Scribner House (Cornwall, New York)
|Coordinates||41°26′15″N 74°1′27″W / 41.43750°N 74.02417°WCoordinates: 41°26′15″N 74°1′27″W / 41.43750°N 74.02417°W|
|Area||10 acres (4 ha)|
|Architect||Mead and Taft|
|Architectural style||Shingle style, Colonial Revival|
|MPS||Historic and Architectural Resources of Cornwall|
|NRHP reference No.||96000157|
|Added to NRHP||March 8, 1996|
The Scribner House is located on Roe Avenue in Cornwall, New York, United States. It was built in 1910 as the main house for the summer estate of New York City publishing executive Charles Scribner II, one of Charles Scribner's Sons.
It combines Colonial Revival interiors with a Shingle style exterior, including some hints of the Arts and Crafts Movement. After the Scribners sold the estate, most of the land was sold and this is all that remains. In 1996 it was listed on the National Register of Historic Places.
The house is located near the front of a 10-acre (4 ha) lot along a residential section of Roe Avenue opposite Woodside Lane, just outside the Cornwall-on-Hudson village line. Large evergreen trees shield most of it from public view and provide shade.
It is a two-and-a-half-story frame building with a gambrel roof shingled in wood. It is similarly sided. A large stone central chimney is complemented by a smaller brick one at the northeast corner.
Two pavilions project from the main block, separated by a gable-roofed dormer and a pent-roofed dormer on the second story. The south side has a one-and-a-half-story gambrel-roofed wing, and there is a two-story gabled wing on the east side. A one-story hip-roofed porch is located on the north, and the east wing has a one-story addition that extends around its southern and eastern sides.
The main entrance, on the west, is a centrally-located recessed wooden double door with a molded wooden surround and sidelights. Atop it are patterned glass transoms. It opens onto a porch with a stone foundation and steps. Its flat roof is supported by two round Doric columns. A wooden balustrade runs along the top of the porch.
Inside, the house retains much original finishing. There is oak woodwork, including architraves and wainscoting on the walls and ceilings. The main staircase has an intricate newel at its base trimmed in garlands and a Doric balustrade at the landing. Also in the house are brick fireplace mantels, a wood-burning stove and the original light fixtures.
The large scale of the house and its siting, with views available of the Hudson River and nearby Highlands, is a distinctive feature of country estate houses such as the one the Scribner estate originally was. Its more detailed landscaping distinguishes it from the country houses of earlier periods in Cornwall.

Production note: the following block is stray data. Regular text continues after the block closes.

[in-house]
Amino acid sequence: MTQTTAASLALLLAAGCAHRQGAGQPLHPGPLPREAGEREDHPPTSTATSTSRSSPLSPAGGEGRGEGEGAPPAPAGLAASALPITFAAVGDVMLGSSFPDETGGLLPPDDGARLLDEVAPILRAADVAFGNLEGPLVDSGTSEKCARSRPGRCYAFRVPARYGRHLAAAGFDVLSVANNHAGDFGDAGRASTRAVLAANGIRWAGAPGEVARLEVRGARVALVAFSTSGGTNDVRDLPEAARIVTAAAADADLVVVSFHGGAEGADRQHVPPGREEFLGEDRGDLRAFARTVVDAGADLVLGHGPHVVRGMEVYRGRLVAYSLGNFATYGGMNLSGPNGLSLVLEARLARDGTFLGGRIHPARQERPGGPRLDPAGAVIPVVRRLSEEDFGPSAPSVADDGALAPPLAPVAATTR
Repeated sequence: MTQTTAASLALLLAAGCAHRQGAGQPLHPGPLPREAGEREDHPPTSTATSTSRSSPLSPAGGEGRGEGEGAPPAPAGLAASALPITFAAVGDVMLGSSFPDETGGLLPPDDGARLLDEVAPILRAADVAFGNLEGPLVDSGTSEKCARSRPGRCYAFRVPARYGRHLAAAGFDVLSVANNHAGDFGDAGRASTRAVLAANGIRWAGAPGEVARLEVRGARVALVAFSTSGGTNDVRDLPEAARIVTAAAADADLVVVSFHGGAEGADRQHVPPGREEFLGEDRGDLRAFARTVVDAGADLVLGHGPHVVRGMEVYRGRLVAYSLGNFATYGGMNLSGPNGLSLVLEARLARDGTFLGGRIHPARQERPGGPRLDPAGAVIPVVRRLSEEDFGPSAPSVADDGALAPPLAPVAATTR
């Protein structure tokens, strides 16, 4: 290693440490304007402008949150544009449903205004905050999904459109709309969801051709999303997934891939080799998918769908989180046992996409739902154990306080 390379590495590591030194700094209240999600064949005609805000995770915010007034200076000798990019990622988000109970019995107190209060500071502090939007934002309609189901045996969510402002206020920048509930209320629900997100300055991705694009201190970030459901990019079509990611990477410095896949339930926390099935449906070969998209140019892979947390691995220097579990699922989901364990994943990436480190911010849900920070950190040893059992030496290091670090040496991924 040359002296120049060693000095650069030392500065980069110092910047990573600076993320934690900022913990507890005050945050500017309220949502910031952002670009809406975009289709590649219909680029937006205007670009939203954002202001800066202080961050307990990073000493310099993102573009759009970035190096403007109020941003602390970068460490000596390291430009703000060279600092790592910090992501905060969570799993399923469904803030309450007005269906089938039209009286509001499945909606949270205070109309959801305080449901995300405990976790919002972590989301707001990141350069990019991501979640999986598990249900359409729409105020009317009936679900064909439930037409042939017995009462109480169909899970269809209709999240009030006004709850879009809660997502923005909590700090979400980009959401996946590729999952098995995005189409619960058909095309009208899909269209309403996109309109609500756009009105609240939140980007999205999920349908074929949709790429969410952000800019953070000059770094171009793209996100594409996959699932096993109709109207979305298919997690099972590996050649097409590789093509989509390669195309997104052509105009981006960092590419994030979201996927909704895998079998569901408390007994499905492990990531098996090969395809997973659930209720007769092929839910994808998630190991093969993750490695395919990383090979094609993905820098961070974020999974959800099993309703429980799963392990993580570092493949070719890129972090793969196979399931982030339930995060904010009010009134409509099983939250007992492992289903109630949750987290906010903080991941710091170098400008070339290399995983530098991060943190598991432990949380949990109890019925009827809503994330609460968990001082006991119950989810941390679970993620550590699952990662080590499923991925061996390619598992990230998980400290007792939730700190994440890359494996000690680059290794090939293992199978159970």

The architecture combines a Shingle-style exterior treatment with a Colonial Revival interior. The former is most visible on the outside not only in the choice of siding but features such as the projecting dormers, strips of windows, and recessed entrance.
The exterior also shows the influence of the contemporary "Parks" period of the Arts and Crafts Movement. Houses of the "Parks" period, many of which were built in the Adirondack and Catskill parks elsewhere in New York in the early 20th century. It focused on the relation of people in the house to their surroundings, particularly the natural environment. Features of the Scribner House that reflect that period are the large window areas and interior spaces, meant to integrate outside and inside, and the use of natural motifs such as leaves and flowers in the wood detailing and stained glass in the house.
Most of the interior trim reflects the Colonial Revival movement, also current at the time of construction. Its most notable features in the house are the woodwork: the oak staircase, landing, wainscoting and corner fireplaces.
The Scribners built the house in 1910, at a time when Cornwall was still the popular summer destination it had become late in the previous century. Originally it was part of a much larger estate in a park-like setting outside the village of Cornwall-on-Hudson, where most other resort housing was. Mead and Taft, a local firm also responsible for other summer houses in Cornwall like Cherry Croft, was the architect.
In the 1950s, the original large veranda along the second story was removed, leaving only the current section atop the porch. This is the only significant change that has been made to the house during its entire existence. Scribners' heirs sold the property in the 1960s, and the estate was gradually subdivided until only the current ten acres were left.
- ^ a b "National Register Information System". National Register of Historic Places. National Park Service. April 15, 2008.
- ^ a b c d e f g h i j k l m Ardito, Anthony (October 1995). "National Register of Historic Places nomination, Scribner House". New York State Office of Parks, Recreation and Historic Preservation. Retrieved March 18, 2009.